There is something vastly humbling about standing in the precise place where a nuclear explosion occurred. It does not take me long to find the Hypocentre Park in Nagasaki, but it takes me a few minutes to come to terms with the magnitude of this location.
Right here, at 11.02am on Thursday 9 August 1945, an atomic bomb did its dirty work. In doing so, it effectively ended the Second World War, while reaping a body count that may have totalled 80,000.
This was, perhaps, the most decisive moment of the 20th century. And yet it is also treated as something of a footnote. The tale of Japan’s downfall in the summer of 1945 usually focuses on the destruction of Hiroshima – the victim of the first A-bomb dropped in anger, three days earlier on 6 August. That unprecedented move caused the deaths of around twice the number of people, and came wrapped in the stark shock of the new. Nagasaki was “just” the sequel. Yet the 70th anniversary of the event will be remembered just as solemnly as ever next Sunday during the city’s yearly Peace Memorial Ceremony.
Those who visit Nagasaki, Japan’s most westerly city (pinned to the left flank of Kyushu, the third largest and most south-westerly of the four main islands of this archipelago nation), will encounter plenty of landmarks relating to the bleak events of seven decades ago. The atomic bomb sites are tucked two miles north of the harbour – where the blast was partially contained by the ridges of the Urakami Valley (this spared some of the city to the south). The Hypocentre Park (in the Matsuyamamachi area) identifies the exact ground zero with a simple black column of granite – while a towering statue of a mother cradling her dead child needs no explanation. Adjacent, the Peace Park also uses sculptures and installations to make its quiet point, notably a huge bronze figure crafted by Japanese artist Seibo Kitamura – which gestures at the heavens.
The Atomic Bomb Hypocentre ParkYet, visitors will also unearth a place that has shown remarkable resilience, emerging from the rubble and ash as a dashing metropolis where intriguing restaurants, galleries, shops, and bars abound.
Most notable as a symbol of resurgence is the Nagasaki Prefectural Art Museum (00 81 95 833 2110; nagasaki-museum.jp; admission free, exhibitions Y400/£2) – a dramatic cultural space of glass and light which opened on the waterfront in 2005 and was designed to the vision of Japanese architect Kengo Kuma. August 1945 may have defined Nagasaki, but August 2015 is alive and well in its maze of streets.
The Premier Hotel Nagasaki (00 81 95 821 1111;bestwestern.co.jp), opened in 1990, and salutes Nagasaki’s more distant past through lacquer panel paintings in the lobby of Portuguese ships arriving in 1543 (the first European vessels to reach the city). But its chief appeal is the view it proffers – south to the port and the railway station, where sleek shinkansen (bullet) trains slip silently out of town. Doubles from Y15,000 (£78), room only.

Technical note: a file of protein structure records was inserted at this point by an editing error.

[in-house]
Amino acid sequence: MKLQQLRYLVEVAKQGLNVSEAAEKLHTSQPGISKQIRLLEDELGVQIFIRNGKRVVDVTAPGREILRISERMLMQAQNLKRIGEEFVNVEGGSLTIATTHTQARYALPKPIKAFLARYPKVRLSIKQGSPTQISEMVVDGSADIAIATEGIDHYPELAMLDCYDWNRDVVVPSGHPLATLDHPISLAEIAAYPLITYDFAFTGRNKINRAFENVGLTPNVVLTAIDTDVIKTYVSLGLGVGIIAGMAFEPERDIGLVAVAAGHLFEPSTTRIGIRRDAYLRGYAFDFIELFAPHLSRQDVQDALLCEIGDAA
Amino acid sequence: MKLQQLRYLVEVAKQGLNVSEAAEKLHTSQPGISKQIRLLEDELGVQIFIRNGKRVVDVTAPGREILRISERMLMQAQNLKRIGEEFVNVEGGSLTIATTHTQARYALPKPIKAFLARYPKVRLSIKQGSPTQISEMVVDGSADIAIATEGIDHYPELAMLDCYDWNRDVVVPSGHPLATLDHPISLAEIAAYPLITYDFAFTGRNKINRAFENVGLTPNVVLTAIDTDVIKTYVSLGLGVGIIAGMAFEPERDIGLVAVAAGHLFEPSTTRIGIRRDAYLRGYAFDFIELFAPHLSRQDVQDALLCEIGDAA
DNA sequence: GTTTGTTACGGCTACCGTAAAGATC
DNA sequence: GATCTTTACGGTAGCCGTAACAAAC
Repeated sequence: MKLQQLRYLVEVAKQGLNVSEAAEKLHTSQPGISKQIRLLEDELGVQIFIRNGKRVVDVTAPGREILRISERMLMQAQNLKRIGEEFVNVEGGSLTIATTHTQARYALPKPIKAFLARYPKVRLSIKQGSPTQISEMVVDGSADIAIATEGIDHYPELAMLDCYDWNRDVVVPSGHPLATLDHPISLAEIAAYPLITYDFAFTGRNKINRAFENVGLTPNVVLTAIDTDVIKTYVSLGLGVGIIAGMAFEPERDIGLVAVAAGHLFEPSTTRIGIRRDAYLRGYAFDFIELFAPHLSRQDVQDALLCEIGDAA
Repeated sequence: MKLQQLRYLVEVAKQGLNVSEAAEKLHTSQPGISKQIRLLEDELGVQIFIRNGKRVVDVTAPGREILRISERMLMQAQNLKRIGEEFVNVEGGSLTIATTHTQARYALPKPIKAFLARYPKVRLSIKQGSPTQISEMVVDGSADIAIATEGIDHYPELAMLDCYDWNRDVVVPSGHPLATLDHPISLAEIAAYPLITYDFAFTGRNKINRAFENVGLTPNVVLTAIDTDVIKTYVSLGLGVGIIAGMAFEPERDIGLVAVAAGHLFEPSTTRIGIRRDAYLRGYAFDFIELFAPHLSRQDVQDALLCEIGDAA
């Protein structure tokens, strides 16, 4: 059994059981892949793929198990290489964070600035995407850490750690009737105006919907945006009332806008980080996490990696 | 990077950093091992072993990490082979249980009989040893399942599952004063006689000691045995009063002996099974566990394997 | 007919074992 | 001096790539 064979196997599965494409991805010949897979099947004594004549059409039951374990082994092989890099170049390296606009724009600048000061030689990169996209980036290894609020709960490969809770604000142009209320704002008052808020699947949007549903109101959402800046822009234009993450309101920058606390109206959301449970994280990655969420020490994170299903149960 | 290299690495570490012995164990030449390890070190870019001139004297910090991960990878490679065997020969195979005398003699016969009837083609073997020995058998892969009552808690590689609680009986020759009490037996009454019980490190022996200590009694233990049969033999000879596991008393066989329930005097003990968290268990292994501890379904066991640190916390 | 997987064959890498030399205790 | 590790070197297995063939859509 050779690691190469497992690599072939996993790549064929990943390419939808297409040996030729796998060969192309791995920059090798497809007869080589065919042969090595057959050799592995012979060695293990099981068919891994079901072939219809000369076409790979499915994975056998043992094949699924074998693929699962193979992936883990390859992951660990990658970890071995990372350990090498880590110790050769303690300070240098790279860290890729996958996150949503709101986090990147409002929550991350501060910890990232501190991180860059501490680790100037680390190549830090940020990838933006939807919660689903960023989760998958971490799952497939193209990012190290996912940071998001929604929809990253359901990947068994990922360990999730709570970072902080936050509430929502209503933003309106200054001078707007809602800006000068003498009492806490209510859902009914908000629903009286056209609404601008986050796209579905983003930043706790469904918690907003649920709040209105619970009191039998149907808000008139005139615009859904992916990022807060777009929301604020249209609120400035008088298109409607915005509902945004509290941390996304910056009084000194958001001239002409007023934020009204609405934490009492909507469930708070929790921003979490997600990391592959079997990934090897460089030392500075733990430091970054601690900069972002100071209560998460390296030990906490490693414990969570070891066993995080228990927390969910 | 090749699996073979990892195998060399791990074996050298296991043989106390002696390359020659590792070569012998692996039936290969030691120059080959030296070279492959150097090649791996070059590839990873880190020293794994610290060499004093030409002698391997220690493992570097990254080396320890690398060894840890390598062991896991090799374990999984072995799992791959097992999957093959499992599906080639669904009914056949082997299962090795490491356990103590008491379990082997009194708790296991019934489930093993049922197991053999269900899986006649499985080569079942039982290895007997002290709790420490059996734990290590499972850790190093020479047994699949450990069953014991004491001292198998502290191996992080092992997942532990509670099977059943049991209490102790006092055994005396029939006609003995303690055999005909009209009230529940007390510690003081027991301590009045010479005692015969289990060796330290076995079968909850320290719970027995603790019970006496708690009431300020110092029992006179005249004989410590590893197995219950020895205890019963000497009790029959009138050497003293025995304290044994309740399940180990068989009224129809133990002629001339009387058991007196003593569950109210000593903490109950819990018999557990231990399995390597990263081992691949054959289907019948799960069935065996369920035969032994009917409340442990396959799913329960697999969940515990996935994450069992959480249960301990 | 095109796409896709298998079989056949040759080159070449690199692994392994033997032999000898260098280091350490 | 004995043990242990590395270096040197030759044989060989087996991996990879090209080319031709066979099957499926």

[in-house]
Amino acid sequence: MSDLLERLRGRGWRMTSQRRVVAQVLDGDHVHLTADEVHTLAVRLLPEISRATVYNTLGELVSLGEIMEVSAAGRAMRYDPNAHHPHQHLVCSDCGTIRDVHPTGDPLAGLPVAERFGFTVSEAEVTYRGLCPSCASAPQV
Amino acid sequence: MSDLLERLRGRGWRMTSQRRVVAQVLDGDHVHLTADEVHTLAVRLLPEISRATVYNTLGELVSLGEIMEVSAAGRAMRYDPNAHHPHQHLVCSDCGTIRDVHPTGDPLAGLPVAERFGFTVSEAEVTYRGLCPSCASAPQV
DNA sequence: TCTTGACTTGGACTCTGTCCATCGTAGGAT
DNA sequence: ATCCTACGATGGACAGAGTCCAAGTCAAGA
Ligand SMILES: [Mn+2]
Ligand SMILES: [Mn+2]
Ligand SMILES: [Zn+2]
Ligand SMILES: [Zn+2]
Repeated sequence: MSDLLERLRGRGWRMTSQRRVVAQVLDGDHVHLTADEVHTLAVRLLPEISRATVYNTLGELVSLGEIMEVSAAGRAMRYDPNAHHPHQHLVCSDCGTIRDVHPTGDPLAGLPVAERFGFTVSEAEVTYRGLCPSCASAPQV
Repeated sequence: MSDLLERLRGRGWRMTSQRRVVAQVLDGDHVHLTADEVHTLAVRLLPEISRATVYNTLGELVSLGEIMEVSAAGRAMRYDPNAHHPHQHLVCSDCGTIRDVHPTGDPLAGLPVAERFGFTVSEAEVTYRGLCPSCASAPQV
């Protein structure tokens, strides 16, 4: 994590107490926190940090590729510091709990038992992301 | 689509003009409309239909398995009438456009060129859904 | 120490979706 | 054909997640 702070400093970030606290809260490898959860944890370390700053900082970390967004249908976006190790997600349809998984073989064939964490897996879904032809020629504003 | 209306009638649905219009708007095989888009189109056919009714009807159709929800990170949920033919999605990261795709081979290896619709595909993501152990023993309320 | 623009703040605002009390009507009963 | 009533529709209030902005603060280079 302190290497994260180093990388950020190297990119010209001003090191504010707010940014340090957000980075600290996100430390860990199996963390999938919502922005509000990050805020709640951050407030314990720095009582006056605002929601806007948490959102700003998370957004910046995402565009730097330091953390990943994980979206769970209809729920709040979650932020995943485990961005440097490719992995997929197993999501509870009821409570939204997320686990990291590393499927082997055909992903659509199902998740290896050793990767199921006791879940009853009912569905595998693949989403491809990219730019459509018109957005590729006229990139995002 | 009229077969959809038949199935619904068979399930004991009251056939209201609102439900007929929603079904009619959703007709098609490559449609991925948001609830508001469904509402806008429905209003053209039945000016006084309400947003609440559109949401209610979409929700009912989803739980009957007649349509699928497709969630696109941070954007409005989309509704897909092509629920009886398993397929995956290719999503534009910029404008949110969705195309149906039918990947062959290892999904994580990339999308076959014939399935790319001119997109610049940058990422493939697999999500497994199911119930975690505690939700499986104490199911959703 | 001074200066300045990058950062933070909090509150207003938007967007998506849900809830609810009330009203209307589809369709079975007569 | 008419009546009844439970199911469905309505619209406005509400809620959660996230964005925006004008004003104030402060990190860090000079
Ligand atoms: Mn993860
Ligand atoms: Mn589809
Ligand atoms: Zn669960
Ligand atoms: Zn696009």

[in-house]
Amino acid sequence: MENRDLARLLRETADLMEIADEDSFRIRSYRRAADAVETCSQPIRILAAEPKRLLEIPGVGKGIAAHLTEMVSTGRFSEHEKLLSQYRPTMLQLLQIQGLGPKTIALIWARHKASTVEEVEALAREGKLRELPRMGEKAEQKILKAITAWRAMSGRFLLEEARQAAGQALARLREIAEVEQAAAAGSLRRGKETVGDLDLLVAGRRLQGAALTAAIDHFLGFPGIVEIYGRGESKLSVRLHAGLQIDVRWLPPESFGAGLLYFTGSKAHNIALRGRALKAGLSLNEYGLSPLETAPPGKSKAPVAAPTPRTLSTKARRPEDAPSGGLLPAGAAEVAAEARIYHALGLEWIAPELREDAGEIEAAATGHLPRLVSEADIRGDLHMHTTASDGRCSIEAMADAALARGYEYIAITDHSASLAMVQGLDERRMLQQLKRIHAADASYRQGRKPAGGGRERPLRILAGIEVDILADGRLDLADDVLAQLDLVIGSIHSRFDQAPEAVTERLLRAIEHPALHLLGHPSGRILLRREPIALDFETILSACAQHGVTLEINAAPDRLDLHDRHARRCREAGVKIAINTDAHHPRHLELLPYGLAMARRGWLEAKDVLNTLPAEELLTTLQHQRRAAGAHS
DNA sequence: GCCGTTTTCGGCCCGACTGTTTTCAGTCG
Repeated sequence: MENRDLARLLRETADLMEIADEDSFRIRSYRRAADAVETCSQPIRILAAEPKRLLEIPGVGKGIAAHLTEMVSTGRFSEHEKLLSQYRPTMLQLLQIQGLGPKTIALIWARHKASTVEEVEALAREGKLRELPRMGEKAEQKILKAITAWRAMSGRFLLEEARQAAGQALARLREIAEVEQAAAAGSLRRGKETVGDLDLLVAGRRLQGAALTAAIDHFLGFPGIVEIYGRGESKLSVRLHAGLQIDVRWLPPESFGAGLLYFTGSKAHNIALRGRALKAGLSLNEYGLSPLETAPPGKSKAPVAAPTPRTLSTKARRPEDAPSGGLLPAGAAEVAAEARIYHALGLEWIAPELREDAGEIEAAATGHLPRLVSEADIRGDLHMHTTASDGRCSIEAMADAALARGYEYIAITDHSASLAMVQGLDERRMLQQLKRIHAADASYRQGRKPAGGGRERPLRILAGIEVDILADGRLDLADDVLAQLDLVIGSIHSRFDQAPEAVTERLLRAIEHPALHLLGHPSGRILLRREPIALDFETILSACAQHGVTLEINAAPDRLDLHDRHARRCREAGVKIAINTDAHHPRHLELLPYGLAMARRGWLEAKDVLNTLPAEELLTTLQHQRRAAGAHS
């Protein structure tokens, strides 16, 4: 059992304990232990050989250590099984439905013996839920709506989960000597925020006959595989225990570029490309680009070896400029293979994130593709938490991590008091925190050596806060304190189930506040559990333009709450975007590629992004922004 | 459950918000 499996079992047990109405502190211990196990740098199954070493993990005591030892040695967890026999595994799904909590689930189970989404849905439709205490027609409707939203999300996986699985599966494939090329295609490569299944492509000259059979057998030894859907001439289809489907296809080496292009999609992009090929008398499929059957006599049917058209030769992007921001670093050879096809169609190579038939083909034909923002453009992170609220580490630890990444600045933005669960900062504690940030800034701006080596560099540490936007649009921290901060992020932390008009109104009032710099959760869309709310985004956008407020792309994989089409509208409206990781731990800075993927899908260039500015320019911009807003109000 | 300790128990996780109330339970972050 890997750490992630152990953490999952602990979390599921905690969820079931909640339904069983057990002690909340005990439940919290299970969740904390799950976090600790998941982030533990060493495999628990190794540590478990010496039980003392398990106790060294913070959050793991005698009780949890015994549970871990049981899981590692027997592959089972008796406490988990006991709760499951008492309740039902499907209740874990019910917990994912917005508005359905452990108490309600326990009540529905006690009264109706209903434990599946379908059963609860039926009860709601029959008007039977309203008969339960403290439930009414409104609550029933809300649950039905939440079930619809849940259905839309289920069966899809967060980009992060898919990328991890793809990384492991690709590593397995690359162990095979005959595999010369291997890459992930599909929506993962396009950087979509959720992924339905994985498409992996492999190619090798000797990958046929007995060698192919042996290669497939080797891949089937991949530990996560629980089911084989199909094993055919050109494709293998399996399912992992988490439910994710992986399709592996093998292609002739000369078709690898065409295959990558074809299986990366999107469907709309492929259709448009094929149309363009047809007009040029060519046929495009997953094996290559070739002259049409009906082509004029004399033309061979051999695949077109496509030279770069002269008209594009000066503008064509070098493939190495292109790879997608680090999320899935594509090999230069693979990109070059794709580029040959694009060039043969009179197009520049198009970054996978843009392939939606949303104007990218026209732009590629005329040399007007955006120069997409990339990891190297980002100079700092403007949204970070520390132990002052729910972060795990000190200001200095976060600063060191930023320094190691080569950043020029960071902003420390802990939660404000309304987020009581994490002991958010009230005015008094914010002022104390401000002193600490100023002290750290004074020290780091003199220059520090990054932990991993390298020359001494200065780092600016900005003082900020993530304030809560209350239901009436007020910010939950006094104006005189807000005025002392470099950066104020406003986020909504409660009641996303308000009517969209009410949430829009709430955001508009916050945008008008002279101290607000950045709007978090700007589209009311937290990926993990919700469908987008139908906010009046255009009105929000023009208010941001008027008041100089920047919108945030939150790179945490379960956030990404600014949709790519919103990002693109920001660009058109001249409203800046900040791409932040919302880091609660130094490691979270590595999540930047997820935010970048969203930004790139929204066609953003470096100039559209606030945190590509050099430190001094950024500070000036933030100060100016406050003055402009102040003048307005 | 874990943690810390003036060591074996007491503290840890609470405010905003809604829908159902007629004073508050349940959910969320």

To understand why Nagasaki was a target in 1945, you have to peer into the 19th century – and the era that made it a whirring cog of Japanese industry. The most obvious relic of this time is Hashima, an island lurking nine miles south-west of the city. It was the portal for under-sea mines which were in operation between 1887 and 1974. Its abandoned staff quarters are so evocative that they inspired Javier Bardem’s villainous lair in the Bond film, Skyfall. Gunkanjima Concierge (00 81 95 895 9300;gunkanjima-concierge.com) offers two-hour visits with ex-miners as guides, from Y3,600 (£18.50).
Hidden in Suwamachi, a district of Shinto shrines and visible heritage which survived the bomb, Ichiriki (00 81 95 824 0226; ichiriki.jp) serves fare which reflects the ingrained effect of Dutch and Chinese merchants on this key port – dishes are as varied as chicken pie, braised pork and sweet red bean soup. Set lunches Y2,500 (£13).
Café Olympic in Hamamachi (Hamamachi 8-33; 00 81 95 824 3912) deals in 21st-century fare, including the pork katsu curries that are so popular in Japanese restaurants in the West (Y1,350/£7).
Step uphill into the Maruyama district and seek out Psy Bar (Nishikoshima 1-3-2; 00 81 95 820 5288) – a watering hole slotted into a low-slung home where centuries seem to mix. You have to remove your shoes to enter, but you can sip glasses of Japanese Suntory whisky for Y600 (£3.15) and decidedly non-local (but fine) caipirinhas for Y900 (£4.50).
Once you’ve dipped into Nagasaki’s past, venture into its present. Pitched at the heart of the centre, the Hamanomachi Arcade (00 81 50 3525 6127; hamanmachi.com) is the city’s main retail space – a grand mall boasting 700 stores. Here, Hama Cross 411 (00 81 95 822 3123; hamacross411.jp) deals in of-the-minute fashions and chi-chi bags, while Tasaki (00 81 95 825 5521;tasaki.co.jp) is a popular jeweller that specialises in pearls – pale bracelets and delicate necklaces.
The Nagasaki Atomic Bomb Museum (00 81 95 844 1231;nagasakipeace.jp), in Hiranomachi, picks through the wreckage of 1945 – via exhibits as striking as ceramic plates fused together by heat, and a wall clock frozen at 11.02. Analysis is a little one-sided, but the museum is nonetheless very moving.
Opposite, the Nagasaki National Peace Memorial Hall (00 81 95 814 0055; peace-nagasaki.go.jp) pays tribute to the dead using a moving space of green glass.
KLM (020 7660 0293; klm.com) flies from Heathrow, Manchester, Glasgow, and Newcastle to the Kyushu capital, Fukuoka, via Amsterdam. The shinkansen (bullet train) from Fukuoka to Nagasaki takes two hours.
Inside Japan (0117 370 9751; insidejapantours.com) sells a 15-day “Kyushu Adventure” private tour which spends two days in Nagasaki, from £2,040pp, excluding flights.